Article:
BY MICHAEL MACARTHUR BOSACK, CONTRIBUTING WRITER
PYEONGTAEK, SOUTH KOREA – The race is set. Shinzo Abe’s longtime right-hand man Yoshihide Suga will be taking on Abe ally-turned-political rival Shigeru Ishiba and former Foreign Minister Fumio Kishida to determine who will become the next Prime Minister.
But with exceptional rules and only a one-year term as the prize, this is a race unlike any other before.
On Tuesday, the Liberal Democratic Party’s general council decided that the party would choose the next prime minister through emergency voting rules that include one vote per sitting LDP parliamentary member (394) and three votes per LDP prefectural chapter (141) for a total of 535 votes. The winning candidate needs to secure a majority of the votes; in other words, the magic number is 268.
This is a departure from the current LDP rules that changed in 2014, where the party’s presidential race is supposed to include an equal proportion of parliamentary members and local chapter votes. This means that if there are 394 LDP lawmakers in the Diet, the local chapters should get 394 votes allotted to them. That won’t be the case this time, and legislators in Tokyo will have a bigger say.
Adding to the intrigue is that the big names who were candidates in the post-Abe line of succession have given way to Suga, who, by way of conventional LDP voting patterns, was otherwise a dark horse candidate.
Unless we see Liberal Democratic Party members defect from factional lines, Suga is going to win.
The chief Cabinet secretary has the backing of the major factions in the LDP, which already gives him over 264 votes of the 268 he needs to clinch. When you add Suga’s quasi-faction and other supporters, his victory is all but a foregone conclusion.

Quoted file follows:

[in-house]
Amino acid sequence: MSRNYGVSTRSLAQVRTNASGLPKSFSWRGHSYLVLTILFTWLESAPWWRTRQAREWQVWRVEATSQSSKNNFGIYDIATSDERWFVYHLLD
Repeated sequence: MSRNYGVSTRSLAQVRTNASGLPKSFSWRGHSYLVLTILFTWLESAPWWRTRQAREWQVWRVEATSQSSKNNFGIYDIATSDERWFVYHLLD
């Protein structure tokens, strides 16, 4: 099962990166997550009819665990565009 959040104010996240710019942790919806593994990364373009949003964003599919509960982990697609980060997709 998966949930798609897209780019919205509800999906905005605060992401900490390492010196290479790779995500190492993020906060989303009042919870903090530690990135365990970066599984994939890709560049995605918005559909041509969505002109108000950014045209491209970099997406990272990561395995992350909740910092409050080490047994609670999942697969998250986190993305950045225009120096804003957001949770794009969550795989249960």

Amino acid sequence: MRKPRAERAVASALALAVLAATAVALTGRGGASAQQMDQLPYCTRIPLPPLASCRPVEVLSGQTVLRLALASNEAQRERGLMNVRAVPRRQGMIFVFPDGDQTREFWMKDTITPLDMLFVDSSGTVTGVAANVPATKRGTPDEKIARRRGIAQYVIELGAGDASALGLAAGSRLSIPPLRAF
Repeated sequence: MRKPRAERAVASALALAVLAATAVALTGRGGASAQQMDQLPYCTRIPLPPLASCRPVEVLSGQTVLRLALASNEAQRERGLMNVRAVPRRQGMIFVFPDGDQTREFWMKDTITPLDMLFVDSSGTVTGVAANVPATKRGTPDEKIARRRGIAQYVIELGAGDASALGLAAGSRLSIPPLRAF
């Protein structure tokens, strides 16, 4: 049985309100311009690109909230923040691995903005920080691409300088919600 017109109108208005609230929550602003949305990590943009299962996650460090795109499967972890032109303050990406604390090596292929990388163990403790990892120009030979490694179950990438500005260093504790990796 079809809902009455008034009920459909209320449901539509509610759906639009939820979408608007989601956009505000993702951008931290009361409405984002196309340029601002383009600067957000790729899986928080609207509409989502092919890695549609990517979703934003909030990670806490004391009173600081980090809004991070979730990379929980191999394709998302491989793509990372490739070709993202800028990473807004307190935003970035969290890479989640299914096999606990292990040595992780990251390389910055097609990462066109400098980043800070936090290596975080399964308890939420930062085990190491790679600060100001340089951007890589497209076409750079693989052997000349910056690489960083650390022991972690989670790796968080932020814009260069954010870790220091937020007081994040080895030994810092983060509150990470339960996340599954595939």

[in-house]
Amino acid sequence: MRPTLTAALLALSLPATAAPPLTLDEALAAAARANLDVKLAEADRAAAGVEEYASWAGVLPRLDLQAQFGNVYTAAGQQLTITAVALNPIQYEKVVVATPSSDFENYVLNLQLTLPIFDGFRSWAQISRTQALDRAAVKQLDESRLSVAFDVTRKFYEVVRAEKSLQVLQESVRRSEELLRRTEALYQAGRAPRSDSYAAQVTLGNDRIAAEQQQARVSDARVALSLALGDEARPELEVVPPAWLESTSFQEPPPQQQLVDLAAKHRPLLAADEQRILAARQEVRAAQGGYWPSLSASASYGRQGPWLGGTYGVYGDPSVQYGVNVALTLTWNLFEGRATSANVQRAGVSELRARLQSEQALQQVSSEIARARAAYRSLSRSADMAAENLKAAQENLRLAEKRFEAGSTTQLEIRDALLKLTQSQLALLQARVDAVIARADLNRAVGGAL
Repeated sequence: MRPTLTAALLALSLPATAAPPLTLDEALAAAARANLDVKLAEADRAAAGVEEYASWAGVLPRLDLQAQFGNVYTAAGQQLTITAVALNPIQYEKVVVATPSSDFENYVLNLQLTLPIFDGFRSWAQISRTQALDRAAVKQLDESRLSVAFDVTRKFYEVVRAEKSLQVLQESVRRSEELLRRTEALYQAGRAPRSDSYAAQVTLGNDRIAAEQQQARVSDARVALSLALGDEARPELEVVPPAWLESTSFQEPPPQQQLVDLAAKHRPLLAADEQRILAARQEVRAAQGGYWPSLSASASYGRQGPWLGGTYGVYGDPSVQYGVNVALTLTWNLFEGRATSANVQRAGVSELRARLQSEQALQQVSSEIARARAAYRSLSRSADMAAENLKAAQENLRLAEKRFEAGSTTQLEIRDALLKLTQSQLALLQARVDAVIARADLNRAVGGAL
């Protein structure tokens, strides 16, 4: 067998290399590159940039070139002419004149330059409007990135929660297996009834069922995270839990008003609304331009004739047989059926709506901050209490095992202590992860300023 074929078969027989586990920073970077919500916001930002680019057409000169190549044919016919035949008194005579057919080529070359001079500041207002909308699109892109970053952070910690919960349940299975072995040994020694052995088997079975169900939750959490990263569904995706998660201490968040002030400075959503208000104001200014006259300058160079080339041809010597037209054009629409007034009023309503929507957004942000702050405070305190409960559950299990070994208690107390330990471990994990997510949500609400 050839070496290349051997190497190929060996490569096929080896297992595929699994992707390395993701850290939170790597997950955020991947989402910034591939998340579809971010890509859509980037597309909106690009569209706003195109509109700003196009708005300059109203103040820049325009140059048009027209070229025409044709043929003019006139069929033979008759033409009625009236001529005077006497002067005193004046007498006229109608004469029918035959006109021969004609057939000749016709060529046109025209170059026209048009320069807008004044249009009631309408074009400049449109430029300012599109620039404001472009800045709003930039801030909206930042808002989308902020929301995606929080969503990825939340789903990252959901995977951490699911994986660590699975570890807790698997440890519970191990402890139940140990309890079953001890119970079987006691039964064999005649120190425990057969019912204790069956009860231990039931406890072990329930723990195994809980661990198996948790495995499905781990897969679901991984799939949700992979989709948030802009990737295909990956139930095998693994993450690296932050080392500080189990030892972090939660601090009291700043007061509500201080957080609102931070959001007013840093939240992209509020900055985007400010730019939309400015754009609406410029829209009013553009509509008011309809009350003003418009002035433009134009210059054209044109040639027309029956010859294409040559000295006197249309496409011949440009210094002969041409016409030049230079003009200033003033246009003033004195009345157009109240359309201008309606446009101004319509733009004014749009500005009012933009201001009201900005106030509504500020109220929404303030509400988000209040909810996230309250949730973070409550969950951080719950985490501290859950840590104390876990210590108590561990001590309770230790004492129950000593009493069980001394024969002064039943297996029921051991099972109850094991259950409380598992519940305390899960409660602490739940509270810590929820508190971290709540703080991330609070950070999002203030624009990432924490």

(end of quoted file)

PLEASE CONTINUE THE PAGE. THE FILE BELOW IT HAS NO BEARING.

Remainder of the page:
But there’s a catch. The LDP general council has decided that this special leadership election will only yield a one-year term that will end in September 2021. That means that even if Suga has backers now, he will likely be stacked against all the other contenders next year.
This whole set-up will naturally lead to four questions.
Why would LDP factions rally behind Suga?
Under normal circumstances, Suga’s chances of winning would be slim.
He isn’t affiliated with any faction, and there are several other big names that are, like Kishida and Defense Minister Taro Kono.
Rather, Suga won support as the compromise and continuity candidate.
Each of the factions will have different reasons for backing Suga, instead of forwarding their own candidates.
The simplest explanation is that they don’t want Shigeru Ishiba to win — and there are several reasons for that as well.
The first is that although Ishiba is popular among the public and local LDP chapters, he is generally disliked among LDP executives.
As with most groups, there are personality clashes, but a cloud that has always hung over Ishiba was his willingness to defect from the LDP in the 1990s to form opposition parties such as the New Frontier Party. Although Ishiba came back and has contributed significantly to the LDP since, there are some party leaders that consider his past actions unforgivable.
Others are unhappy that Ishiba could step in to become prime minister despite eschewing support for the administration.
Many have waited in line to succeed Abe, and all but Ishiba had to play by Abe’s rules for the past eight years to hold their spot. Some are now rallying to ensure that Ishiba does not cut their place in what they perceive to be the line of succession.